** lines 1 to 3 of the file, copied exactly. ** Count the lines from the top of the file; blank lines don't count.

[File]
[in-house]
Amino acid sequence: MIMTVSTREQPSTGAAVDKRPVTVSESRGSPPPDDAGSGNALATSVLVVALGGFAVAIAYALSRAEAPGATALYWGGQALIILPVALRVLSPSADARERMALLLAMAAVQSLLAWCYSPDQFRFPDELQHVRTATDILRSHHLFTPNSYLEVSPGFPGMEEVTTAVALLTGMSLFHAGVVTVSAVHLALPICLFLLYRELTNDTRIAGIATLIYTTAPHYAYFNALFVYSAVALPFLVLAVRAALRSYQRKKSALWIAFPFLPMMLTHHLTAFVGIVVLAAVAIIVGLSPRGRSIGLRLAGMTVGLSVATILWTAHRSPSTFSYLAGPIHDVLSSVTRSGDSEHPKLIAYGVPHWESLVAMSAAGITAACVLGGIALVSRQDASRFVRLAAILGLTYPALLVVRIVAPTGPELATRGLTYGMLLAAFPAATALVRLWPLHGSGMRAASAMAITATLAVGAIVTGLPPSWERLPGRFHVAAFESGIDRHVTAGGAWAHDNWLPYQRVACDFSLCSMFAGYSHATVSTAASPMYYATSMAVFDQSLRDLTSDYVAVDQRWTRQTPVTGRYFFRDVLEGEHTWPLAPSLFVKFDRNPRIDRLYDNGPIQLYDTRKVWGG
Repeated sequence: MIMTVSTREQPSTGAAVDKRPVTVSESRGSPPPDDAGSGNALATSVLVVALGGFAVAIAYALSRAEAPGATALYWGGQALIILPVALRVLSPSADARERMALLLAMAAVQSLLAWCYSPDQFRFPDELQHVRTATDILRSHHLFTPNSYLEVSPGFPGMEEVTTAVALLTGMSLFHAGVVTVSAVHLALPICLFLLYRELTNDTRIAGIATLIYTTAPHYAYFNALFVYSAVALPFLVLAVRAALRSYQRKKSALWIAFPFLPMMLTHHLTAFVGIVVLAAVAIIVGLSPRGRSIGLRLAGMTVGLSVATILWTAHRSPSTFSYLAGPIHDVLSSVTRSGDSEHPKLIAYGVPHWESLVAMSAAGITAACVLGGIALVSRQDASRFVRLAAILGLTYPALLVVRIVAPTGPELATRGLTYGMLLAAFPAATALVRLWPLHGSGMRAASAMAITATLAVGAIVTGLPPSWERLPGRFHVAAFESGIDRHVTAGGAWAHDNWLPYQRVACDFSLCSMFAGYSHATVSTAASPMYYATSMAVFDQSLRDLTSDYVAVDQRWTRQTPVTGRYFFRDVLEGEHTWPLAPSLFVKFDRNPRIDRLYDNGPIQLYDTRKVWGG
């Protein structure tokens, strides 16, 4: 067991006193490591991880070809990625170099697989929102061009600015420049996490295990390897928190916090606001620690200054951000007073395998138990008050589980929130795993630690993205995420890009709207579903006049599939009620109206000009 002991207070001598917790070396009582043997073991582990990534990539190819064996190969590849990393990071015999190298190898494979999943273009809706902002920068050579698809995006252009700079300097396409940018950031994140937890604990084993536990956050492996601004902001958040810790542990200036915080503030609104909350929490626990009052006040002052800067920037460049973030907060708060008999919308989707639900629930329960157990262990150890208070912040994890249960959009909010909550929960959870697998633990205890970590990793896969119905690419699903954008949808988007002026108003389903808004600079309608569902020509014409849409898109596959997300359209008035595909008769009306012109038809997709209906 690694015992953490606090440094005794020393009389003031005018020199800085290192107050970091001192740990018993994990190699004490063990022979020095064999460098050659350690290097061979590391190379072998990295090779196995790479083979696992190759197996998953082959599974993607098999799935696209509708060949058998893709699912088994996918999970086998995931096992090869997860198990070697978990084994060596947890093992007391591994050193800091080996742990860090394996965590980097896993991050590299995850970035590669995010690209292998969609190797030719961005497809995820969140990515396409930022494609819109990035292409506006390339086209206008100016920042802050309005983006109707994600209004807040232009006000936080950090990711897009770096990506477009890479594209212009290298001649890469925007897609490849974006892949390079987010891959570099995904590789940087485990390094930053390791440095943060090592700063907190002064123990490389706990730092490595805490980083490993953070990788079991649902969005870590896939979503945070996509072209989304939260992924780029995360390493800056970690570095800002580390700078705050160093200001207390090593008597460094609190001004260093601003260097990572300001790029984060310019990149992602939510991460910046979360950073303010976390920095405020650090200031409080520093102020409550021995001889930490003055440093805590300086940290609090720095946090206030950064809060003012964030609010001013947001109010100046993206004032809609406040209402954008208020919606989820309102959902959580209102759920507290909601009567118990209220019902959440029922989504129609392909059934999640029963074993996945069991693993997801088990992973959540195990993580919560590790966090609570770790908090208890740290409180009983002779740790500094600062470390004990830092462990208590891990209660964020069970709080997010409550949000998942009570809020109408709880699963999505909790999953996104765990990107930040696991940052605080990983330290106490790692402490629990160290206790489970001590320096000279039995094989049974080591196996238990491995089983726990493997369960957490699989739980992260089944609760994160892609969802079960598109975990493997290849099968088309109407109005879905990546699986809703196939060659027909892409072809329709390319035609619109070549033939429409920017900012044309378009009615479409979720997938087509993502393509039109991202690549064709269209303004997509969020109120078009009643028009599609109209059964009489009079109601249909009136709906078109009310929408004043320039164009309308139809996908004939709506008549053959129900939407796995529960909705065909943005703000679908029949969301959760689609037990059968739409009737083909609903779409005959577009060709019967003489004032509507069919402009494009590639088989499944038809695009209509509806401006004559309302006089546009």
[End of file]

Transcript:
[in-house]
Amino acid sequence: MIMTVSTREQPSTGAAVDKRPVTVSESRGSPPPDDAGSGNALATSVLVVALGGFAVAIAYALSRAEAPGATALYWGGQALIILPVALRVLSPSADARERMALLLAMAAVQSLLAWCYSPDQFRFPDELQHVRTATDILRSHHLFTPNSYLEVSPGFPGMEEVTTAVALLTGMSLFHAGVVTVSAVHLALPICLFLLYRELTNDTRIAGIATLIYTTAPHYAYFNALFVYSAVALPFLVLAVRAALRSYQRKKSALWIAFPFLPMMLTHHLTAFVGIVVLAAVAIIVGLSPRGRSIGLRLAGMTVGLSVATILWTAHRSPSTFSYLAGPIHDVLSSVTRSGDSEHPKLIAYGVPHWESLVAMSAAGITAACVLGGIALVSRQDASRFVRLAAILGLTYPALLVVRIVAPTGPELATRGLTYGMLLAAFPAATALVRLWPLHGSGMRAASAMAITATLAVGAIVTGLPPSWERLPGRFHVAAFESGIDRHVTAGGAWAHDNWLPYQRVACDFSLCSMFAGYSHATVSTAASPMYYATSMAVFDQSLRDLTSDYVAVDQRWTRQTPVTGRYFFRDVLEGEHTWPLAPSLFVKFDRNPRIDRLYDNGPIQLYDTRKVWGG
Repeated sequence: MIMTVSTREQPSTGAAVDKRPVTVSESRGSPPPDDAGSGNALATSVLVVALGGFAVAIAYALSRAEAPGATALYWGGQALIILPVALRVLSPSADARERMALLLAMAAVQSLLAWCYSPDQFRFPDELQHVRTATDILRSHHLFTPNSYLEVSPGFPGMEEVTTAVALLTGMSLFHAGVVTVSAVHLALPICLFLLYRELTNDTRIAGIATLIYTTAPHYAYFNALFVYSAVALPFLVLAVRAALRSYQRKKSALWIAFPFLPMMLTHHLTAFVGIVVLAAVAIIVGLSPRGRSIGLRLAGMTVGLSVATILWTAHRSPSTFSYLAGPIHDVLSSVTRSGDSEHPKLIAYGVPHWESLVAMSAAGITAACVLGGIALVSRQDASRFVRLAAILGLTYPALLVVRIVAPTGPELATRGLTYGMLLAAFPAATALVRLWPLHGSGMRAASAMAITATLAVGAIVTGLPPSWERLPGRFHVAAFESGIDRHVTAGGAWAHDNWLPYQRVACDFSLCSMFAGYSHATVSTAASPMYYATSMAVFDQSLRDLTSDYVAVDQRWTRQTPVTGRYFFRDVLEGEHTWPLAPSLFVKFDRNPRIDRLYDNGPIQLYDTRKVWGG